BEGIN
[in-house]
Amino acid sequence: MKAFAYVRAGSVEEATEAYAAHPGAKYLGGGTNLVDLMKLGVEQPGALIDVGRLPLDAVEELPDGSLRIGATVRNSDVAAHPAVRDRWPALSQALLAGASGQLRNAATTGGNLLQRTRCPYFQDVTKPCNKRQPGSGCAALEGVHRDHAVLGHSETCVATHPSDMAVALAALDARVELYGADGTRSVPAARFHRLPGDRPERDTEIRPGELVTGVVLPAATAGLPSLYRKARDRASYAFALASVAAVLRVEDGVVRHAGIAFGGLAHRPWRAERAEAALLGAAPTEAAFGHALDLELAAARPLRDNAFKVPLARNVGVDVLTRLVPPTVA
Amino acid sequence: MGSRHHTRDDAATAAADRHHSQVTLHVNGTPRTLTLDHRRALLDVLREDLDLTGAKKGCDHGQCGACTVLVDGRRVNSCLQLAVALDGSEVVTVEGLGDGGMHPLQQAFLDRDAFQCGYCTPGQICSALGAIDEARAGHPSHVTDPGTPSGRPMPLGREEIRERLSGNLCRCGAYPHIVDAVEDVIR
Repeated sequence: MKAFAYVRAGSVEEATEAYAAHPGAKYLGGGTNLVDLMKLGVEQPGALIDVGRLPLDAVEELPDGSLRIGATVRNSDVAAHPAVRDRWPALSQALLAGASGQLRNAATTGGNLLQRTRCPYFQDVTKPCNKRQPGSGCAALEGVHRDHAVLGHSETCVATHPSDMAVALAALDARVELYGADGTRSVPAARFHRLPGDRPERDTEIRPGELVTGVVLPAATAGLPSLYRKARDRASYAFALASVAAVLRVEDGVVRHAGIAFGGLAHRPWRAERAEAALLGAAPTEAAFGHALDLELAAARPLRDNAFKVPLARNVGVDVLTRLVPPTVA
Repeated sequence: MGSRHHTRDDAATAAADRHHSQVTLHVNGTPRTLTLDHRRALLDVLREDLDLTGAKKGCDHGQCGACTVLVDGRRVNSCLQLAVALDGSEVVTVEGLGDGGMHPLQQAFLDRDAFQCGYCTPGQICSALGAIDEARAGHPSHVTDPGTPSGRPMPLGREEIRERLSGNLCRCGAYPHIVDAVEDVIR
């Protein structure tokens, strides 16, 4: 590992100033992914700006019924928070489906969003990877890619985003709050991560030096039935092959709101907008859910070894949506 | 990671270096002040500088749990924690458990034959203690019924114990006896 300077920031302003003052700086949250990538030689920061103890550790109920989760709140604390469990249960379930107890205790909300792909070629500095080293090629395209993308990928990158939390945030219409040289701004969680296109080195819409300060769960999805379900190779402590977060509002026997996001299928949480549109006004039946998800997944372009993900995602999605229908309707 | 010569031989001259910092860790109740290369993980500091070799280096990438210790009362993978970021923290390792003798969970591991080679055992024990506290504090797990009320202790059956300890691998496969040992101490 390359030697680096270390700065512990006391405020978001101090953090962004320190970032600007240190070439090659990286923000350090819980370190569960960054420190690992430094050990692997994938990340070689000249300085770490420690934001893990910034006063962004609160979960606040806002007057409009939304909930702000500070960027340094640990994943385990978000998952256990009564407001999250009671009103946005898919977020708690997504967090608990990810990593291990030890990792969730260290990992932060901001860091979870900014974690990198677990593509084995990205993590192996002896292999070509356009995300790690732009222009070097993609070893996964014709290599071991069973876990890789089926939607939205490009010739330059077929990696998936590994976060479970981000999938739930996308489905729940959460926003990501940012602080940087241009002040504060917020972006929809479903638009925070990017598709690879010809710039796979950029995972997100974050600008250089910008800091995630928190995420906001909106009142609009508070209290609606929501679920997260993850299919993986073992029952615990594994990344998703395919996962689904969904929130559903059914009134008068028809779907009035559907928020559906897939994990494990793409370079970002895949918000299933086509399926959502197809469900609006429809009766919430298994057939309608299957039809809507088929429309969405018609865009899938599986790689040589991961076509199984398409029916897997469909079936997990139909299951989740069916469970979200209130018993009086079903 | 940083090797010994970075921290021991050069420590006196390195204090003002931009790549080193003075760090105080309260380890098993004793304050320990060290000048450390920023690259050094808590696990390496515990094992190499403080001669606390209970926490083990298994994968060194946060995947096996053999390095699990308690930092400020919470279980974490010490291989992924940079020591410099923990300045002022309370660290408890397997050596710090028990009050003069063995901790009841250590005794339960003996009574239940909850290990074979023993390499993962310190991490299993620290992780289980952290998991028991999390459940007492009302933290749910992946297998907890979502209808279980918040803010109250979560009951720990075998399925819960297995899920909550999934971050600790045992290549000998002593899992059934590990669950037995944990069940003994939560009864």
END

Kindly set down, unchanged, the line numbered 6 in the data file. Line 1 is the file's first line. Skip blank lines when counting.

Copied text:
């Protein structure tokens, strides 16, 4: 590992100033992914700006019924928070489906969003990877890619985003709050991560030096039935092959709101907008859910070894949506 | 990671270096002040500088749990924690458990034959203690019924114990006896 300077920031302003003052700086949250990538030689920061103890550790109920989760709140604390469990249960379930107890205790909300792909070629500095080293090629395209993308990928990158939390945030219409040289701004969680296109080195819409300060769960999805379900190779402590977060509002026997996001299928949480549109006004039946998800997944372009993900995602999605229908309707 | 010569031989001259910092860790109740290369993980500091070799280096990438210790009362993978970021923290390792003798969970591991080679055992024990506290504090797990009320202790059956300890691998496969040992101490 390359030697680096270390700065512990006391405020978001101090953090962004320190970032600007240190070439090659990286923000350090819980370190569960960054420190690992430094050990692997994938990340070689000249300085770490420690934001893990910034006063962004609160979960606040806002007057409009939304909930702000500070960027340094640990994943385990978000998952256990009564407001999250009671009103946005898919977020708690997504967090608990990810990593291990030890990792969730260290990992932060901001860091979870900014974690990198677990593509084995990205993590192996002896292999070509356009995300790690732009222009070097993609070893996964014709290599071991069973876990890789089926939607939205490009010739330059077929990696998936590994976060479970981000999938739930996308489905729940959460926003990501940012602080940087241009002040504060917020972006929809479903638009925070990017598709690879010809710039796979950029995972997100974050600008250089910008800091995630928190995420906001909106009142609009508070209290609606929501679920997260993850299919993986073992029952615990594994990344998703395919996962689904969904929130559903059914009134008068028809779907009035559907928020559906897939994990494990793409370079970002895949918000299933086509399926959502197809469900609006429809009766919430298994057939309608299957039809809507088929429309969405018609865009899938599986790689040589991961076509199984398409029916897997469909079936997990139909299951989740069916469970979200209130018993009086079903 | 940083090797010994970075921290021991050069420590006196390195204090003002931009790549080193003075760090105080309260380890098993004793304050320990060290000048450390920023690259050094808590696990390496515990094992190499403080001669606390209970926490083990298994994968060194946060995947096996053999390095699990308690930092400020919470279980974490010490291989992924940079020591410099923990300045002022309370660290408890397997050596710090028990009050003069063995901790009841250590005794339960003996009574239940909850290990074979023993390499993962310190991490299993620290992780289980952290998991028991999390459940007492009302933290749910992946297998907890979502209808279980918040803010109250979560009951720990075998399925819960297995899920909550999934971050600790045992290549000998002593899992059934590990669950037995944990069940003994939560009864």